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The UK’s waning involvement in Horizon 2020

26 Jul 2018

James Tooze reflects on the UK’s participation in Horizon 2020

It is no secret that the UK has greatly benefitted from full participation in European Union research funding programmes. UK organisations and researchers received over €7bn worth of funding from Framework Programme 7 between 2007 and 2013 and have so far captured over €4.6bn in Horizon 2020 grants. The nature of the UK’s future relationship with the EU and the successor programme to Horizon 2020, Horizon Europe, remain up in the air. In 2016 the Chancellor pledged to underwrite Horizon 2020 grants awarded to UK recipients after the UK leaves the EU. With Government ramping up contingency planning for ‘no deal’ in recent weeks, there were many concerns about what that means. In our meetings with officials they’ve been very keen to reiterate that planning for no deal is part of them taking a responsible approach to planning but that it is not what they’re working to as a preferable or likely outcome. So this week the Rt Hon Liz Truss, the Chief Secretary to the Treasury, made a statement adding to the previous underwrite guarantee saying:

“…the Treasury is extending the government’s guarantee of EU funding to underwrite the UK’s allocation for structural and investment fund projects under this EU Budget period to 2020. The Treasury is also guaranteeing funding in event of a no deal for UK organisations which bid directly to the European Commission so that they can continue competing for, and securing, funding until the end of 2020. This ensures that UK organisations, such as charities, businesses and universities, will continue to receive funding over a project’s lifetime if they successfully bid into EU-funded programmes before December 2020.”

This confirmation is welcome. There is still a general sense of unease around what the future holds for UK participation in EU science programmes. This seems to be reflected in UK participation outlined in statistics released by the UK Government which provide an insight in to how the UK has interacted with the programme since the Brexit vote. The statistics show that the UK share of participations and share of funding received have decreased over the past 18 months. In September 2016, the UK had the largest share of participations in projects but now the UK ranks second behind Germany. The statistics in these tables relate to the lifetime of the programme up until the stated month, not just statistics for the stated month.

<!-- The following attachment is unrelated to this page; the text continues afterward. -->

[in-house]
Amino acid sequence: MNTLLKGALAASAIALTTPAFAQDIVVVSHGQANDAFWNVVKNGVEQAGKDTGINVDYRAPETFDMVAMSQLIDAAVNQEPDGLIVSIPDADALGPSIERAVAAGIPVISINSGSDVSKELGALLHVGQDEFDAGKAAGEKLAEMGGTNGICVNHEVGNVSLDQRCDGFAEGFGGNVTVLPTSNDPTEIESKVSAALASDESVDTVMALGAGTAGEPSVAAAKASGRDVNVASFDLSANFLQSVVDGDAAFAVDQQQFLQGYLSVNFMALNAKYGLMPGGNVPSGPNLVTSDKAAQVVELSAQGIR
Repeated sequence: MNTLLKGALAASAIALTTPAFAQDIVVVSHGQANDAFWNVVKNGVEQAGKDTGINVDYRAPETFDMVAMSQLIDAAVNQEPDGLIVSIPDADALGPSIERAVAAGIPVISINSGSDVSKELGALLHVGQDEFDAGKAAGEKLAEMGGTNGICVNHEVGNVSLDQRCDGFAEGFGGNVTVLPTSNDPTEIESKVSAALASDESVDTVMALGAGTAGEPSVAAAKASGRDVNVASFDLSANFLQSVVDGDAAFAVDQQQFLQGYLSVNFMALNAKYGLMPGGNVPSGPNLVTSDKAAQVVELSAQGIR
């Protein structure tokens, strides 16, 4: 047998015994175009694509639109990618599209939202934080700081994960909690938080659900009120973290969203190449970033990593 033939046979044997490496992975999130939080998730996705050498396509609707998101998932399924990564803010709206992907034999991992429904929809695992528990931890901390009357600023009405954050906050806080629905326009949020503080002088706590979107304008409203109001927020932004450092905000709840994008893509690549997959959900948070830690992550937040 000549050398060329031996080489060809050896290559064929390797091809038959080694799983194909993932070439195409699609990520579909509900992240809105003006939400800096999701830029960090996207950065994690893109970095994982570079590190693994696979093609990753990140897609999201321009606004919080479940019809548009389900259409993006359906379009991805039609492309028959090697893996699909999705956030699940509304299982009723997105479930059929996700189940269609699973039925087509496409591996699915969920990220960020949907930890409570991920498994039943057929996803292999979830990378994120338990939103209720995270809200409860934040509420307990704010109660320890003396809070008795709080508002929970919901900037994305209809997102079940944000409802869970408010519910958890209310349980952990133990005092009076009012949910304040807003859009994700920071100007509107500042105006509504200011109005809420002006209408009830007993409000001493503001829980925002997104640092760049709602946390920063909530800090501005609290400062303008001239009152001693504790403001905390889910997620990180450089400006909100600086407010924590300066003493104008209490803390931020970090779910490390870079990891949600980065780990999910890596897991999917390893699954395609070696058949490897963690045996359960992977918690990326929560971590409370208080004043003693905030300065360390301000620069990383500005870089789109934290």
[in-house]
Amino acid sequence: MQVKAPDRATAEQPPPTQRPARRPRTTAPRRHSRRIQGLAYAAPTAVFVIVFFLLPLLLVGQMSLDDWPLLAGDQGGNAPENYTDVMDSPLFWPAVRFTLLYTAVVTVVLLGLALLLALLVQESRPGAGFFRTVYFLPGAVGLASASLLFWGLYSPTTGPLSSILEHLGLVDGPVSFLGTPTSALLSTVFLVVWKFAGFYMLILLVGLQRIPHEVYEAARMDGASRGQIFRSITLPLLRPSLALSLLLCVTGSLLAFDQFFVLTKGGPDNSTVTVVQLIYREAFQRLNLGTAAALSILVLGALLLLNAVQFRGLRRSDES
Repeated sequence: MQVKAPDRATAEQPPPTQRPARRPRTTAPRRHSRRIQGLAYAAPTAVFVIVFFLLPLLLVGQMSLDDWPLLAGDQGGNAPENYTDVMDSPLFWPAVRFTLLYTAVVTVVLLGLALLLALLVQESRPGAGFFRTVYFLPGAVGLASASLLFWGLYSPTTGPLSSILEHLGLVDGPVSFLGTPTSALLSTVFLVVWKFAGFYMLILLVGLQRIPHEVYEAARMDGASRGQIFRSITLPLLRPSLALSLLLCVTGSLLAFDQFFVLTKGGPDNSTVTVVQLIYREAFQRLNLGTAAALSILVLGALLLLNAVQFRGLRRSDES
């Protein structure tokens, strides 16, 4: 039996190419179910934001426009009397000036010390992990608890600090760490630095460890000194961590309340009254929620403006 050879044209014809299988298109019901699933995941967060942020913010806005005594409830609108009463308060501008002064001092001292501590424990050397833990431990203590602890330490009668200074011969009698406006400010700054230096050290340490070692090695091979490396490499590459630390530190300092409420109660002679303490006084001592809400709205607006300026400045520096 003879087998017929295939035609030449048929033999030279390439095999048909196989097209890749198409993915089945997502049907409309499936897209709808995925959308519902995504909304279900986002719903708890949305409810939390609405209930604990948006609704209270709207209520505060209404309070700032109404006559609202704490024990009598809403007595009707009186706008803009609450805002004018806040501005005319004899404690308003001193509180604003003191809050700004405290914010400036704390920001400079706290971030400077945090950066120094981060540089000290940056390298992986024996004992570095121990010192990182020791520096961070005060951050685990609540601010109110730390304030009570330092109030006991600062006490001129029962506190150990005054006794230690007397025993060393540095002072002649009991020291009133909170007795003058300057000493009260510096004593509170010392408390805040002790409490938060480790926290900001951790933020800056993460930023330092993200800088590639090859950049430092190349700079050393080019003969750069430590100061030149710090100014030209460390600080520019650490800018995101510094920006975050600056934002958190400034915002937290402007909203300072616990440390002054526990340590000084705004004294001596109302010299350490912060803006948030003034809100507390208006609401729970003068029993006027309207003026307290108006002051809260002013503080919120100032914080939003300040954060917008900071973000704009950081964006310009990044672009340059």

UK participation in Horizon 2020; Sep 16 – May 18
 Share of total participationsRank in participationsShare of total EC fundingRank in funding
September 201613.3%1st15.3%2nd
February 201712.8%1st15.4%2nd
May 201712.8%1st15.3%2nd
September 201712.6%2nd14.9%2nd
February 201812.4%2nd14.5%2nd
May 201812.4%2nd14.3%2nd

It is also possible to compare different types of organisations that interact with Horizon 2020 and how these have changed since September 2016. The most recent release of data shows that while UK Higher and Secondary education establishments remain the largest recipients of Horizon 2020 projects and funding of any equivalent sector of all participating countries, UK private for-profit organisations have a decreasing share of funding.

UK share of total participations by project participant organisation type:

 September 2016May 2018
 Share of total participationsRank in participationsShare of total participationsRank in participations
Private for-Profit entities10.8%49.7%5
Research Organisations4.7%64.5%7
Public bodies7.8%36.9%4
Higher or secondary education establishments22.9%122.0%1

 UK share of total EC funding by project participant organisation type:

 September 2016May 2018
 Share of total EC fundingRank in fundingShare of total EC fundingRank in funding
Private for-Profit entities11.7%29.7%5
Research Organisations5.3%54.9%6
Public bodies13.5%111.2%2
Higher or secondary education establishments25.3%124.2%1

As a sense of perspective for the levels of funding received by each organisation type as of May 2018, Private for-profit received €890m, Research Organisations €407m, Public bodies €136m, Higher or secondary education establishments €3,070m and other organisations €145m.

It is difficult to link these trends directly to the result of the referendum but what is clear is that the UK is engaging less with Horizon 2020. It could be due to UK researchers being less proactive about involvement. Or due to the collaborative nature of many Horizon 2020 projects, coordinated by multiple organisations in different countries, it could mean that potential collaborators may be put off working with UK counterparts. Despite assurances and existing rules, uncertainty does seem to be having an effect.

This summer is a very active period for scrutinising proposals on Horizon 2020’s successor, Horizon Europe, which has begun the legislative journey through the European Parliament. The end result of that legislation will affect what they programme looks like and rules around participation, influence and scope. The draft regulations have left the door open for the UK to participate should it provide appropriate fiscal contributions. The UK Government has publicly stated it wishes to continue to participate in European programmes but no agreement has been reached. There’s a long way to go yet.